That is why songs that declare truth about God and sung to God or to God’s people are particularly impactful. God is the ultimate truth. The story of His love for us through Christ is the most compelling, moving story of all time. When that “truth-full” story of His love seeps into our hearts on a personal, experiential level, it brings mercy, healing, freedom, empowerment, grace, and a profound sense of right-ness and goodness into our souls. And many times, those experiences come through the power of song. I was so overwhelmed this morning when I worshiped God through a new song (“Sovereign”) and a new arrangement of a hymn (“Crown Him with Many Crowns – Majesty”). The greatness of God touched my heart through these songs.

But sometimes we take such songs and such moments and make them something they weren’t meant to be: a holy shrine, or worse, something that we subtly worship. I warn my worship team members occasionally to not “worship the worship (songs).” It’s so easy to do. We want to recapture the “magic” of when that song touched us profoundly; forgetting that it was God who touched us, and that He exists outside of the song.

So God has shown me two things recently about worship songs:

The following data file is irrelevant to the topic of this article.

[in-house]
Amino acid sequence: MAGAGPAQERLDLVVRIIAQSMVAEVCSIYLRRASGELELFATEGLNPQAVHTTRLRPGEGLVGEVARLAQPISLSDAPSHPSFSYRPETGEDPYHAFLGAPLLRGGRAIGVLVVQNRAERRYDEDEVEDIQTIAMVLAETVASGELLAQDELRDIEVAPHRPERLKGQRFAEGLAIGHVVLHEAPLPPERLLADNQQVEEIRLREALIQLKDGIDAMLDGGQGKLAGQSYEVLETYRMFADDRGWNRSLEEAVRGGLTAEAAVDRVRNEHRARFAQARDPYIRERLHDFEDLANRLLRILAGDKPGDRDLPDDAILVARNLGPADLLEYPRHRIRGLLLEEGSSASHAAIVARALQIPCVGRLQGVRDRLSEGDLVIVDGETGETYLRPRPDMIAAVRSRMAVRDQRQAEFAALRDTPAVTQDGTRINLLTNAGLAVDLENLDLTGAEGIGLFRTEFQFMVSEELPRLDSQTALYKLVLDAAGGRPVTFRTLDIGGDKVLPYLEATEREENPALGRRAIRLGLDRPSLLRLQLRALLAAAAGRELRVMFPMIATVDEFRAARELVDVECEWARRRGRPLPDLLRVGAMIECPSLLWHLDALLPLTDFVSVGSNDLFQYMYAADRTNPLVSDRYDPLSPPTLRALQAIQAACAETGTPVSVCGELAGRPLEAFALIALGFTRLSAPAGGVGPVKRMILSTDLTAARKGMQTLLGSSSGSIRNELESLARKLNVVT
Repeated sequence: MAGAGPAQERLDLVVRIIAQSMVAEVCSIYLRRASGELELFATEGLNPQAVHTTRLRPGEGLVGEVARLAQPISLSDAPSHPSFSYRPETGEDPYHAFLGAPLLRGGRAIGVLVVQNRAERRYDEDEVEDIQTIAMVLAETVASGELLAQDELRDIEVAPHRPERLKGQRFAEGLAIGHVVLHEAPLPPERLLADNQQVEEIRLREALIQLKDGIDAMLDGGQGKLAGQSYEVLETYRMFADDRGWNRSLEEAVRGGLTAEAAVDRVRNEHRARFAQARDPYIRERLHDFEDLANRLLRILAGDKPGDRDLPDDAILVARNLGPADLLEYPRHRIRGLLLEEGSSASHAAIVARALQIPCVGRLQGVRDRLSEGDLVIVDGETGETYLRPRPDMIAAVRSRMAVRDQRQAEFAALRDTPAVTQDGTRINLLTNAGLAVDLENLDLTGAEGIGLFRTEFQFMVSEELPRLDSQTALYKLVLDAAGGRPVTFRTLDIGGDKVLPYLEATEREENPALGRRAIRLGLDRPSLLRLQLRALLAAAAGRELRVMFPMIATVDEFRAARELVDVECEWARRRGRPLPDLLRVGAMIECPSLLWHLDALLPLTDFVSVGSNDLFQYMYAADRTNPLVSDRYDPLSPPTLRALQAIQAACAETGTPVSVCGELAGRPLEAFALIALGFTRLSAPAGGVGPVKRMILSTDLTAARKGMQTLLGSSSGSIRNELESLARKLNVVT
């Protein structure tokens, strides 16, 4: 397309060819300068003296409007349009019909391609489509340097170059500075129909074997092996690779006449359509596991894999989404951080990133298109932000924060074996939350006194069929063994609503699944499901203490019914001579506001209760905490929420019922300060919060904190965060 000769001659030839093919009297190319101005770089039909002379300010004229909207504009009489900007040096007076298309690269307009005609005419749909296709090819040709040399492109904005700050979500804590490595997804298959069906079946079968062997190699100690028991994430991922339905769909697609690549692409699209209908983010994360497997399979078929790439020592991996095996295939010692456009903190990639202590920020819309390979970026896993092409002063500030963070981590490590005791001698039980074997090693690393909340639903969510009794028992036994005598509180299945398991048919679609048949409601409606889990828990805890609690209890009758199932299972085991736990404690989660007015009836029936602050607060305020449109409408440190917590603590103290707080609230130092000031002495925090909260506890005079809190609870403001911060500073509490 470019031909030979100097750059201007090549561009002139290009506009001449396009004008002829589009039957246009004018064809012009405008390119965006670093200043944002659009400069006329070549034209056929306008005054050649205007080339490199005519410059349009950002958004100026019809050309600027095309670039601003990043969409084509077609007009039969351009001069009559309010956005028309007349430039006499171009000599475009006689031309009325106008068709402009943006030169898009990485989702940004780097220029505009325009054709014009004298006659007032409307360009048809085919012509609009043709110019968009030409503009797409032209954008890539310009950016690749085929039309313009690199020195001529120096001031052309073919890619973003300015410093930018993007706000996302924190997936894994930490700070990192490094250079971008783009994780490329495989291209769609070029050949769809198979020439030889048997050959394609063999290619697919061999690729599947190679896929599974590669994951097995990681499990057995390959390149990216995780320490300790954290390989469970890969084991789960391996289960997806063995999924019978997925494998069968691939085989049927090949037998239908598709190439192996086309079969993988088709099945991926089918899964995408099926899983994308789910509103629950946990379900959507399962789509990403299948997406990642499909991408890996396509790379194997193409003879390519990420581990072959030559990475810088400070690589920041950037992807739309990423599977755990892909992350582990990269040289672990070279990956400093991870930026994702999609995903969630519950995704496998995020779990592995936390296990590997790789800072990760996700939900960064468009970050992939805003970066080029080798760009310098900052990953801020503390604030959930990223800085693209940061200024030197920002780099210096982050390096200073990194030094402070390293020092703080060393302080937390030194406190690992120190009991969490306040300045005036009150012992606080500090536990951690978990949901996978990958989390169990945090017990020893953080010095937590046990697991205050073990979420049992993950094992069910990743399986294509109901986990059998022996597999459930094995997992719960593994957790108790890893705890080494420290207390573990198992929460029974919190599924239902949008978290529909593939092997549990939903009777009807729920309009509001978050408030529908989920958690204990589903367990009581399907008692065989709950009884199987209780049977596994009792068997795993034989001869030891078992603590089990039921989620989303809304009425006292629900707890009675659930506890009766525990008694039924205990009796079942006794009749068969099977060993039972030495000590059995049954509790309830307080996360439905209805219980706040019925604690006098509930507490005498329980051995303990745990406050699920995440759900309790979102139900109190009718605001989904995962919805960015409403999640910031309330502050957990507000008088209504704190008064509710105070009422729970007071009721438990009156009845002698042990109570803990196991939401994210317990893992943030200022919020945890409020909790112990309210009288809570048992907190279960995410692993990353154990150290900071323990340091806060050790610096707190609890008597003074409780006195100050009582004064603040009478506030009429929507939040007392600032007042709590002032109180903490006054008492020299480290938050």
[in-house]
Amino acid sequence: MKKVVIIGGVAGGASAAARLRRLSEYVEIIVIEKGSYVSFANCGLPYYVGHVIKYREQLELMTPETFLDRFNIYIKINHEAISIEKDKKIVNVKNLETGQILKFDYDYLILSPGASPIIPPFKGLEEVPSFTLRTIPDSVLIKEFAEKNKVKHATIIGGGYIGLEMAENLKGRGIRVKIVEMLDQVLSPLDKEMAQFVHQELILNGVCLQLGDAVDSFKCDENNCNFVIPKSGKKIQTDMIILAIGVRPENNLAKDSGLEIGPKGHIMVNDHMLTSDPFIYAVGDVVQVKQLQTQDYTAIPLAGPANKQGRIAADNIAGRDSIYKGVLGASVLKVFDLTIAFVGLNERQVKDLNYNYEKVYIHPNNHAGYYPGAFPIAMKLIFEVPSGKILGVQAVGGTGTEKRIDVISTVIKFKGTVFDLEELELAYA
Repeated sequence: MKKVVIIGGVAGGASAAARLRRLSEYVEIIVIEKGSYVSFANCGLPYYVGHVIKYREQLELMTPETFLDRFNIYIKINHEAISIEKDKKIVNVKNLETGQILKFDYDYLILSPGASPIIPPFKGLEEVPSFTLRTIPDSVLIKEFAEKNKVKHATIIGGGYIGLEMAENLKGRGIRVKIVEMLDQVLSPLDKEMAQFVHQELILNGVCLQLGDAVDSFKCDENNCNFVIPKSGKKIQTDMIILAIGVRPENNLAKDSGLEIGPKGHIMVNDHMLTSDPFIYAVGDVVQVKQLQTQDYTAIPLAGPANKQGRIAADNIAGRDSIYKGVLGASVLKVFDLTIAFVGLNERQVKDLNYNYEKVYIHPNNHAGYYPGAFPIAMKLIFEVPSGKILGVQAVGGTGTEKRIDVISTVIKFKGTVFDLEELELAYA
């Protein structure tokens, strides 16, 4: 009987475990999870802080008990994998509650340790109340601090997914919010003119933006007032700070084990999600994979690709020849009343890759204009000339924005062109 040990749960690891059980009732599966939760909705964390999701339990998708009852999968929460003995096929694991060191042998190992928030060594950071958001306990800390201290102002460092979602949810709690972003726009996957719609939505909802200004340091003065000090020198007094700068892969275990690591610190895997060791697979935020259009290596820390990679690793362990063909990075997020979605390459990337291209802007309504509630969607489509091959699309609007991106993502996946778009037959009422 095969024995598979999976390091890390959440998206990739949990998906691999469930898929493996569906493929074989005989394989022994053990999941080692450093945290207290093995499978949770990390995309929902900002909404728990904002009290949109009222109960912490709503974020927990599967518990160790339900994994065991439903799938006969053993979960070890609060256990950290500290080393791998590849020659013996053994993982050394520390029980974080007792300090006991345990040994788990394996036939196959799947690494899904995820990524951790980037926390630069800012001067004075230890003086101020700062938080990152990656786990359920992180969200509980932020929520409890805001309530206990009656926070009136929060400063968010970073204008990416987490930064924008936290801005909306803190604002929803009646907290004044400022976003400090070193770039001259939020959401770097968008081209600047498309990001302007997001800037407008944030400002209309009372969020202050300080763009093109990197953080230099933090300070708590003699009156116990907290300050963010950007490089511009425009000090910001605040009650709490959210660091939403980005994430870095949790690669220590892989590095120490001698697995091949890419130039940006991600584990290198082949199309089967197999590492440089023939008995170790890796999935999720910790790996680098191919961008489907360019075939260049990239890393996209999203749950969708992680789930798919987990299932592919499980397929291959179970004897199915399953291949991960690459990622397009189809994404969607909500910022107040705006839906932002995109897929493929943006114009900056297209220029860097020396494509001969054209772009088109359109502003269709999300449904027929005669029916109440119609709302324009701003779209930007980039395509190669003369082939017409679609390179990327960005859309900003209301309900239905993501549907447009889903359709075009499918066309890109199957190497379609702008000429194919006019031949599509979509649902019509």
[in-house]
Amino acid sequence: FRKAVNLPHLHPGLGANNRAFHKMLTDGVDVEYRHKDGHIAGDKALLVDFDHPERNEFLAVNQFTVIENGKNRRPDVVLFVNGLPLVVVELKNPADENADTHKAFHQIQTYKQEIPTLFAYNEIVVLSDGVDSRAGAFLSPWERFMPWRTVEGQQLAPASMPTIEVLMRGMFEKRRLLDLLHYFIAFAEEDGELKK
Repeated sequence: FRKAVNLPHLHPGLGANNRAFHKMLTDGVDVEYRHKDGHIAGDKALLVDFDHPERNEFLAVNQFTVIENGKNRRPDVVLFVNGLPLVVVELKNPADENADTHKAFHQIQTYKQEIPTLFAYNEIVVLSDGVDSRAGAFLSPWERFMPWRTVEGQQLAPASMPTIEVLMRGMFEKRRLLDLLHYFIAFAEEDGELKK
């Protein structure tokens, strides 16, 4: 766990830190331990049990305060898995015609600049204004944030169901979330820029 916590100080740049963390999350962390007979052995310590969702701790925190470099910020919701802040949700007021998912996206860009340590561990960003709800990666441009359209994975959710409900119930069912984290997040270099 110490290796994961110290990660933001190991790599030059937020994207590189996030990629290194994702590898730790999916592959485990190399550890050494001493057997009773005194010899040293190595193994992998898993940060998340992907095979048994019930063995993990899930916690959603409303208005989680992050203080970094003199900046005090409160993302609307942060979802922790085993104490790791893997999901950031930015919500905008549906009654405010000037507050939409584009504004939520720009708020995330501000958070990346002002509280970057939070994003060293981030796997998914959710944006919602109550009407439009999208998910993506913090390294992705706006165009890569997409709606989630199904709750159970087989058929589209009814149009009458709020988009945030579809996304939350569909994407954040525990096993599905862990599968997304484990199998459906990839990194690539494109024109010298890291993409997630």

1. Focus on what the lyrics really mean. This means slowing down enough to take a “gaze” (Monday’s blog topic) rather than just a glimpse at what I am singing about or to God.

2. Let the songs propel me to greater responsiveness to God. I need to think, “Ok, now that I experienced God in this song, how do I need to respond in my actions today?” I need to be alert and prepared to respond to God in the next thing.

Both Letty and I had profound experiences this morning through worship songs. God met with us through the song, “Sovereign.” When we met for lunch at Subway (I live there now … literally!), Letty saw a homeless man. She asked me if I would feed him something. At first, I balked. But my heart was already softened by the graciousness of God. So, I got up, introduced myself to the man (his name is “Duck” – “Doug, meet Duck”), and asked if we could get him a sandwich. He was surprised and said, “You would do that for me?” I smiled. Another man saw this and, almost on cue, started a conversation with Duck. It was an amazing encounter: four strangers brought together in fellowship through the giving of a Subway Club sandwich. Or was it the Bread of Life? It was truly a “sovereign” experience … that began with a song.